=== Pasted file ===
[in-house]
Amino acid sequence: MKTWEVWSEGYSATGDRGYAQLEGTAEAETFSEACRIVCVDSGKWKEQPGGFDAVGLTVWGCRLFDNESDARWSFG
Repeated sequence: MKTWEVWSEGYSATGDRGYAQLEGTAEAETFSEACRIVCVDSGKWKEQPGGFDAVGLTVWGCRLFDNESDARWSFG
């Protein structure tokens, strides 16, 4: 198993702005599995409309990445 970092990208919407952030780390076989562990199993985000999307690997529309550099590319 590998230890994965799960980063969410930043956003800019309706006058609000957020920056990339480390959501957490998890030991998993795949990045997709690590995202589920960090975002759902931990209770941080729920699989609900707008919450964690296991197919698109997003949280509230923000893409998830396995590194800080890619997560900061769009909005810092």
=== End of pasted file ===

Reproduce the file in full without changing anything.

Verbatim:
[in-house]
Amino acid sequence: MKTWEVWSEGYSATGDRGYAQLEGTAEAETFSEACRIVCVDSGKWKEQPGGFDAVGLTVWGCRLFDNESDARWSFG
Repeated sequence: MKTWEVWSEGYSATGDRGYAQLEGTAEAETFSEACRIVCVDSGKWKEQPGGFDAVGLTVWGCRLFDNESDARWSFG
């Protein structure tokens, strides 16, 4: 198993702005599995409309990445 970092990208919407952030780390076989562990199993985000999307690997529309550099590319 590998230890994965799960980063969410930043956003800019309706006058609000957020920056990339480390959501957490998890030991998993795949990045997709690590995202589920960090975002759902931990209770941080729920699989609900707008919450964690296991197919698109997003949280509230923000893409998830396995590194800080890619997560900061769009909005810092």